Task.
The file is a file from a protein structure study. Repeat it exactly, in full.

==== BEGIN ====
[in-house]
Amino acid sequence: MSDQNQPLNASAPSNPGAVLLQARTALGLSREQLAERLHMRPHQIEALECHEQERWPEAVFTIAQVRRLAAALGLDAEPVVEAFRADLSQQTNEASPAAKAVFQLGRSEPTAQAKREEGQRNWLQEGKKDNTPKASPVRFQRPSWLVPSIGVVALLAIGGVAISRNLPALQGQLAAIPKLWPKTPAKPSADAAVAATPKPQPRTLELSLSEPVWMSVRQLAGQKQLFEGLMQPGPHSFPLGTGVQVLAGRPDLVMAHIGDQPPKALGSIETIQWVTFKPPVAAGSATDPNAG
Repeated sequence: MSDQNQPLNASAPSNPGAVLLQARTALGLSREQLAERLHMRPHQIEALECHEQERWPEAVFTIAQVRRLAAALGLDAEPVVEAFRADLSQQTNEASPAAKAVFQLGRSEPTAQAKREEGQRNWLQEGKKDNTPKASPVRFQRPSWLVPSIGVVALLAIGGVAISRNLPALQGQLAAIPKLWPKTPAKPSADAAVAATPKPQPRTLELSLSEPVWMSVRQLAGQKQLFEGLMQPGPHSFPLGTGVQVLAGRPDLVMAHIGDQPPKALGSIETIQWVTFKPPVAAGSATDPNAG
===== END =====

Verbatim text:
[in-house]
Amino acid sequence: MSDQNQPLNASAPSNPGAVLLQARTALGLSREQLAERLHMRPHQIEALECHEQERWPEAVFTIAQVRRLAAALGLDAEPVVEAFRADLSQQTNEASPAAKAVFQLGRSEPTAQAKREEGQRNWLQEGKKDNTPKASPVRFQRPSWLVPSIGVVALLAIGGVAISRNLPALQGQLAAIPKLWPKTPAKPSADAAVAATPKPQPRTLELSLSEPVWMSVRQLAGQKQLFEGLMQPGPHSFPLGTGVQVLAGRPDLVMAHIGDQPPKALGSIETIQWVTFKPPVAAGSATDPNAG
Repeated sequence: MSDQNQPLNASAPSNPGAVLLQARTALGLSREQLAERLHMRPHQIEALECHEQERWPEAVFTIAQVRRLAAALGLDAEPVVEAFRADLSQQTNEASPAAKAVFQLGRSEPTAQAKREEGQRNWLQEGKKDNTPKASPVRFQRPSWLVPSIGVVALLAIGGVAISRNLPALQGQLAAIPKLWPKTPAKPSADAAVAATPKPQPRTLELSLSEPVWMSVRQLAGQKQLFEGLMQPGPHSFPLGTGVQVLAGRPDLVMAHIGDQPPKALGSIETIQWVTFKPPVAAGSATDPNAG